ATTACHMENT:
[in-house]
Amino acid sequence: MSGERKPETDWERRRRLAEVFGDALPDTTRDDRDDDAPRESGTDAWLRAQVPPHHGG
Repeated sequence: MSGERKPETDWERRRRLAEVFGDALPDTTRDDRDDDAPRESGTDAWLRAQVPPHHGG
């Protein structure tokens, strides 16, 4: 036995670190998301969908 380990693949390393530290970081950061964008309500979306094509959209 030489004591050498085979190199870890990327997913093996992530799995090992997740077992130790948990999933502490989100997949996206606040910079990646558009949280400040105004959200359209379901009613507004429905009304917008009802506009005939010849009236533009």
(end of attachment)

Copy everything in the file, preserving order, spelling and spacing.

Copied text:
[in-house]
Amino acid sequence: MSGERKPETDWERRRRLAEVFGDALPDTTRDDRDDDAPRESGTDAWLRAQVPPHHGG
Repeated sequence: MSGERKPETDWERRRRLAEVFGDALPDTTRDDRDDDAPRESGTDAWLRAQVPPHHGG
């Protein structure tokens, strides 16, 4: 036995670190998301969908 380990693949390393530290970081950061964008309500979306094509959209 030489004591050498085979190199870890990327997913093996992530799995090992997740077992130790948990999933502490989100997949996206606040910079990646558009949280400040105004959200359209379901009613507004429905009304917008009802506009005939010849009236533009």